Othello Act V Summary Response
- In Act Five of Othello, William Shakespeare proves jealousy can rule over a character's life. Iago decides to take revenge upon Othello because Iago is in love with Othello and knows his love will never be returned in the same way. This revenge is represented in his continual sabotage of Othello’s marriage, to the concept that his loyalties lie with Othello, not his own wife, Emilia. In Act Five, Iago turns on his wife to protect his reputation in Othello’s eyes and therefore demonstrates there is no conceivable way Iago can be in love with Emilia, who he can sacrifice without blinking an eye. In Othello, Shakespeare leads his readers to believe Iago is out for revenge because of a denied promotion, while his motives are much deeper and possibly not known to the character himself.
- Othello, by William Shakespeare, accurately portrays how a character can have underlying motives for their actions because of Iago’s hatred for Othello is powered by his unrequited love for Othello. Claim 1:
- Iago’s hatred of Othello seems to have begun when Othello denied him the position of lieutenant, when in fact that rejection only fanned fire. Iago was then consumed by his need for revenge, causing him to devise a plan for Othello’s demise. This plan was almost completed when Othello fell prey to Iago’s deceptions and killed his wife, Desdemona. All of Iago’s hard work was ruined when his wife, Emilia, revealed Iago’s lies. Up until that point, Othello had believed Iago was faithful to him, not trying to ruin his life, nor make him question his sanity. Emilia tried to defend Desdemona’s honor by revealing Desdemona never cheated on Othello, but this only resulted in anger from Othello and Iago both.
- In his fury, Iago exclaimed “Villainous whore… Filth, thou liest!” (Shakespeare 5.2.273,276).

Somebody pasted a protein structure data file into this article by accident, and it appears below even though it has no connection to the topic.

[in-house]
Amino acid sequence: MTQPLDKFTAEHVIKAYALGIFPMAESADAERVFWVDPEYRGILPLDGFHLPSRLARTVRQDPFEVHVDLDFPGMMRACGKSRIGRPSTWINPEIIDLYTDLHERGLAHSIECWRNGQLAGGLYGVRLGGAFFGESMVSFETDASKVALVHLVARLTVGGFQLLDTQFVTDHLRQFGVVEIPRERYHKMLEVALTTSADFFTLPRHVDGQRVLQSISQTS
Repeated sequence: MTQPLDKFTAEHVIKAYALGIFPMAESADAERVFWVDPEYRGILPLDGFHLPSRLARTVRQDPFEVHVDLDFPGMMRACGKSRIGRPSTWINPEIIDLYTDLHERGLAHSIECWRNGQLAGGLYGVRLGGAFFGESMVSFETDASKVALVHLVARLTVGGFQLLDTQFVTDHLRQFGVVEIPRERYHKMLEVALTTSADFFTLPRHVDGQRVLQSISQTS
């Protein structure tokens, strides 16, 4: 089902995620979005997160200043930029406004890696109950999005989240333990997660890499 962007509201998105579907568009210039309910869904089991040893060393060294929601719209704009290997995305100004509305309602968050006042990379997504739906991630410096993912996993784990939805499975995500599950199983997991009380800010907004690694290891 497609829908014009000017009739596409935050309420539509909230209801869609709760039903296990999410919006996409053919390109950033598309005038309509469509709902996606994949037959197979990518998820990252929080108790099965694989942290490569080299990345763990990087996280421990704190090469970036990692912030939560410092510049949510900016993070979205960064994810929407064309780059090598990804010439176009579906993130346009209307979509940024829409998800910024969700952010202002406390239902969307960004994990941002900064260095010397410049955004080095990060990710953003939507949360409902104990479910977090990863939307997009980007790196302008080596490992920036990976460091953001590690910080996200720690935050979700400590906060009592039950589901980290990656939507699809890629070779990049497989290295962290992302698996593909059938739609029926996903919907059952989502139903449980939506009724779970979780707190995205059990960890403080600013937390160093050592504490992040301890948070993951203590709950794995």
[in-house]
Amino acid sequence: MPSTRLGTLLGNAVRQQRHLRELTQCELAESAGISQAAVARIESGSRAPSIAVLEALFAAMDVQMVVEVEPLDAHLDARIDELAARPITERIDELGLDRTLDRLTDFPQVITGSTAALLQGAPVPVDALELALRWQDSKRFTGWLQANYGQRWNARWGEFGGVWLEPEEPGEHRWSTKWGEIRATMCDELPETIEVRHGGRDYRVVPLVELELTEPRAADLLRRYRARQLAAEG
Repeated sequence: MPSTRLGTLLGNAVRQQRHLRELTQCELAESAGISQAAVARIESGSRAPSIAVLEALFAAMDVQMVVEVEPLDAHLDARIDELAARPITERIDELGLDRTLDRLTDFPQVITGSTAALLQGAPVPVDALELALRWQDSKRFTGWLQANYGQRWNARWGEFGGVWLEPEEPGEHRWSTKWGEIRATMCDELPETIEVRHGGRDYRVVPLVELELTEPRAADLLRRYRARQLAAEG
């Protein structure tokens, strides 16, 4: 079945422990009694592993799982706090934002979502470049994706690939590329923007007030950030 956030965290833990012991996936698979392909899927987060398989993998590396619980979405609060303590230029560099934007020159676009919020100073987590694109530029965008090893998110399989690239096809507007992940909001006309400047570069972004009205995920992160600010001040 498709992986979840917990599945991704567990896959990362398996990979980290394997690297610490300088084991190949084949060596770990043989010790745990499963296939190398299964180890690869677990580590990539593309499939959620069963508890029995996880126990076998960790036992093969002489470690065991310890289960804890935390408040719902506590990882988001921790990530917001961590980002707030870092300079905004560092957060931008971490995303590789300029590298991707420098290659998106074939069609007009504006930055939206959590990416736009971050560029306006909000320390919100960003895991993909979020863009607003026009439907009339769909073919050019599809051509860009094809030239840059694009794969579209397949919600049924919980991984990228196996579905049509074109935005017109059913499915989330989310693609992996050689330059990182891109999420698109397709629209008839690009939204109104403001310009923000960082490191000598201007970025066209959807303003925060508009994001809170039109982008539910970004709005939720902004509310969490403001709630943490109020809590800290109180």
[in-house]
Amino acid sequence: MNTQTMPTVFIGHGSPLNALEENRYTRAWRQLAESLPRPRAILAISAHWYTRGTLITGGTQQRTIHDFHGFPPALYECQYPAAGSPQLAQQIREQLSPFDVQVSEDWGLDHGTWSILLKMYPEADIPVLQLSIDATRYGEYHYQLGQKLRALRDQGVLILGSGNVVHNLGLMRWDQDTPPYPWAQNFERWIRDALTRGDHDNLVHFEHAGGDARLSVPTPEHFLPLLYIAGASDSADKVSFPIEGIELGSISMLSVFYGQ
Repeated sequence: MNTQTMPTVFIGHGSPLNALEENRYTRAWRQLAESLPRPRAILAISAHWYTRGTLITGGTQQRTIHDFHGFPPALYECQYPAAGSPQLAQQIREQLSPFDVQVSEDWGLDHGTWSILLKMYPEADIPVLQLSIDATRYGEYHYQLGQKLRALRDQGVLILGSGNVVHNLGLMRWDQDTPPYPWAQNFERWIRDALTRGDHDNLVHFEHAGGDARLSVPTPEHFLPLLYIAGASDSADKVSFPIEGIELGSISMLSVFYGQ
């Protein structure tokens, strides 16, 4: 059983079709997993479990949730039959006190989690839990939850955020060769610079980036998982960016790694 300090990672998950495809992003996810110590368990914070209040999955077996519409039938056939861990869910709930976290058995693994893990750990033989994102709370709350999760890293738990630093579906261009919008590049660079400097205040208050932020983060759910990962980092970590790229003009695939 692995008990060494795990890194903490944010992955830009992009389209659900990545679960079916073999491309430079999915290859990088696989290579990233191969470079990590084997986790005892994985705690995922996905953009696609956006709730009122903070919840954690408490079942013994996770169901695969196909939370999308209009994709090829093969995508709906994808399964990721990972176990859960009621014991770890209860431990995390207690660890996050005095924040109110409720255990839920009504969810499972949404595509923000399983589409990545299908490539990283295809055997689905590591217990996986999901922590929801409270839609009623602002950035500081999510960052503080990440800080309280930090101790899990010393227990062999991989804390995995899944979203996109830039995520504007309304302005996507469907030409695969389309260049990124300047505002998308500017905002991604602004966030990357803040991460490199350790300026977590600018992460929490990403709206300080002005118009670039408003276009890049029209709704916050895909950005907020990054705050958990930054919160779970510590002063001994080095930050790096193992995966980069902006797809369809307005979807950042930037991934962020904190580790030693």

- Iago’s misogynistic words and actions are repeated throughout the entire play. Iago treats Emilia like a tool, he only kept around as long as she is useful. Additionally, Iago speaks directly to his wife, someone who he has vowed to love and cherish, which only reveals the extent of his misogyny. The misogyny only further proves Iago’s homosexuality. Iago hated women because they were the only ones standing in the way of his happiness with Othello. Iago seems to take great pleasure in the unhappiness present in Othello’s marriage and strives to make it permanent. Throughout the play, Iago has done nothing but sabotage Othello and Desdemona’s relationship. He may not be aware of his subconscious desires, but he makes it undeniably sure Othello is not able to achieve happiness in his romantic endeavors, because Iago cannot in his. Thus proving Iago’s homosexuality.
- Counterclaim 1:
- On the other hand, Iago had a wife, contradicting the possibility he is homosexual.
- After Othello kills Desdemona, Emilia tries to persuade Othello that Desdemona never cheated on him. When Othello informed her Iago was the one who first suspected Desdemona of cheating, Emilia was astounded Iago never told her about his suspicions. This news was new to Emilia, causing her to question everything she has come to know about Emilia and Iago both.
- Evidence: In disbelief she asked, “ My husband?” (Shakespeare 5.2.171).
- Although Iago being homosexual would explain his behavior towards Desdemona, it is impossible for him to be gay. Iago is married to Emilia, who he vows to love and be devoted to for the rest of their lives. While they may not have the happiest of marriages, Iago has put his full trust in her. During Act Three, Iago trusts Emilia to retrieve Desdemona’s handkerchief and she reciprocates the trust by not disclosing that she gave the handkerchief to Iago when Desdemona realizes that it is missing. This kind of unconditional trust can only stem from romantic love between Emilia and Iago. Therefore, Iago cannot be homosexual.
- A common view is that Iago could not be homosexual, as he has a wife. This is a reasonable assumption because Iago and Emilia seem to have a mutual trust for each other, but their marriage is clearly an unhappy one. While Iago trusts Emilia, he treats her like dirt and never once tell her that he loves her. Although Iago never verbalized his love for Emilia, he made absolutely certain the Othello knew of Iago’s love for him. “My lord, you know I love you.” (Shakespeare 3.3.123). In Act Three, Iago profusely professes his love for Othello and expertly masks it as loyalty, not romantic love. Consequently, Iago is undeniably homosexual. Othello by William Shakespeare portrays how a character can have deep, unspoken feelings that rule over their lives.